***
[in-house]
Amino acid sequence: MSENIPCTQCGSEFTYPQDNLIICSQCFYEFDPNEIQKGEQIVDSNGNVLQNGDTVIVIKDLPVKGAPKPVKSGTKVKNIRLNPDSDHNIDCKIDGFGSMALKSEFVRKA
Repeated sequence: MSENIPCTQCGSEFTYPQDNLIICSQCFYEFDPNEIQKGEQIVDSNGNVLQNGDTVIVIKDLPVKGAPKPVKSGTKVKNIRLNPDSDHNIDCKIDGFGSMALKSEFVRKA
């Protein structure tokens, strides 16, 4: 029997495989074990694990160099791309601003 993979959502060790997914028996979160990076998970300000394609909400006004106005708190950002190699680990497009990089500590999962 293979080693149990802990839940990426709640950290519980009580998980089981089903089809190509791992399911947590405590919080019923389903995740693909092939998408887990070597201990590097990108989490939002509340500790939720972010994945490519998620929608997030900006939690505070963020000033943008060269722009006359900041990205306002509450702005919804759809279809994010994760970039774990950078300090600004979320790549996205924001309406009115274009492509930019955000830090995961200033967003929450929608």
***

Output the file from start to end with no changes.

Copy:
[in-house]
Amino acid sequence: MSENIPCTQCGSEFTYPQDNLIICSQCFYEFDPNEIQKGEQIVDSNGNVLQNGDTVIVIKDLPVKGAPKPVKSGTKVKNIRLNPDSDHNIDCKIDGFGSMALKSEFVRKA
Repeated sequence: MSENIPCTQCGSEFTYPQDNLIICSQCFYEFDPNEIQKGEQIVDSNGNVLQNGDTVIVIKDLPVKGAPKPVKSGTKVKNIRLNPDSDHNIDCKIDGFGSMALKSEFVRKA
């Protein structure tokens, strides 16, 4: 029997495989074990694990160099791309601003 993979959502060790997914028996979160990076998970300000394609909400006004106005708190950002190699680990497009990089500590999962 293979080693149990802990839940990426709640950290519980009580998980089981089903089809190509791992399911947590405590919080019923389903995740693909092939998408887990070597201990590097990108989490939002509340500790939720972010994945490519998620929608997030900006939690505070963020000033943008060269722009006359900041990205306002509450702005919804759809279809994010994760970039774990950078300090600004979320790549996205924001309406009115274009492509930019955000830090995961200033967003929450929608």